Uh oh. Maybe the U.S. representative who authored the Stop Online Piracy Act should know better than to break the rules his law (if passed) would penalize him for. The intrepid Jamie Lee Curtis Taete of Vice magazine decided to do some sleuthing into Rep. Lamar Smith's website to see if everything was on the up and up with the content he's posted online. And he did, to SOPA haters delight, find some suspect photographs: two stock images from a photographic agency and another landscape photograph by one DJ Schulte. In the case of those two stock images, that agency told Taete that "it's very difficult for them to actually check to see if someone has permission to use their images." So we'll give Rep. Smith the benefit of the doubt there. But in the case of that last photo, which Taete found on an old version of Smith's site using the Wayback Machine, photog Schulte says he didn't have any record of Smith asking to use it before he put the image in Creative Commons.
"I switched my images from traditional copyright protection to be protected under the Creative Commons license a few years ago, which simply states that they can use my images as long as they attribute the image to me and do not use it for commercial purposes.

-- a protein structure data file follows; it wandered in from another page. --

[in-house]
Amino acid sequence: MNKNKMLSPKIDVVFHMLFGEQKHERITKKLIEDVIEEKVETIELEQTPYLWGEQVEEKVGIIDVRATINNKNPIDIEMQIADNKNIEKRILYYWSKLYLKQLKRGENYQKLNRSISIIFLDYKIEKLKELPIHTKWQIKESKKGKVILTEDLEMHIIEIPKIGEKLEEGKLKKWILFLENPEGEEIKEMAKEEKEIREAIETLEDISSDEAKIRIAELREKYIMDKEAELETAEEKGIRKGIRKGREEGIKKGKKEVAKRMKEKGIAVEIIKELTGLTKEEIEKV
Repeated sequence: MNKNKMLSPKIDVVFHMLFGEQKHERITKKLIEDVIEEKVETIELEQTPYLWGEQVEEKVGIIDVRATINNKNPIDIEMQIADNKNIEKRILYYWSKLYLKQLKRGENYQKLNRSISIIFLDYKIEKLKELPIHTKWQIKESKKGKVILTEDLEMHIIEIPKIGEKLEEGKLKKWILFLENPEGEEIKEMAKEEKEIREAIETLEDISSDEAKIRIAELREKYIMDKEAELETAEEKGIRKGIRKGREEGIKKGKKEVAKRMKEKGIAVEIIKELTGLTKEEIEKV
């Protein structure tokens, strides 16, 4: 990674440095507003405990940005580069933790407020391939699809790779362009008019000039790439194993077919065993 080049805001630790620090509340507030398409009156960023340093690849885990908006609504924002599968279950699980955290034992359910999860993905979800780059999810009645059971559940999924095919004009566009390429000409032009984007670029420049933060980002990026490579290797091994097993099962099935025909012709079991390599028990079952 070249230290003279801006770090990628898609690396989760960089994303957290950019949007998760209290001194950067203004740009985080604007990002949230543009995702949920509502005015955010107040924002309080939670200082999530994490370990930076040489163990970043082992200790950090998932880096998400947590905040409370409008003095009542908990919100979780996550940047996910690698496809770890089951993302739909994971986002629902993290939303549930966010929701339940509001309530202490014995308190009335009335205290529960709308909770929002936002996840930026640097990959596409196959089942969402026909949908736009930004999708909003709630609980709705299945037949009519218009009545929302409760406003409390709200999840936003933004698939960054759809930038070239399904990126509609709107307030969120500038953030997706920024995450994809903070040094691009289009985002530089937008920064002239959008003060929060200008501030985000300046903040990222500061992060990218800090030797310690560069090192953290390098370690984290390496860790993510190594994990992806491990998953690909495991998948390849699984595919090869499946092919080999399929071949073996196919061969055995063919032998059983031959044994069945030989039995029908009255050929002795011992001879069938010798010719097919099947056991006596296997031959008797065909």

"I do not see anywhere on the screen capture that you have provided that the image was attributed to the source (me). So my conclusion would be that Lamar Smith's organization did improperly use my image. So according to the SOPA bill, should it pass, maybe I could petition the court to take action against www.texansforlamarsmith.com."
Tech writer Dan Gillmor is one of the SOPA protesters enjoying the irony, tweeting, "It's not like we should expect the author of SOPA to follow copyright law or anything, right?" For the photographic evidence (we don't want to use the images improperly either), head over to Taete's article.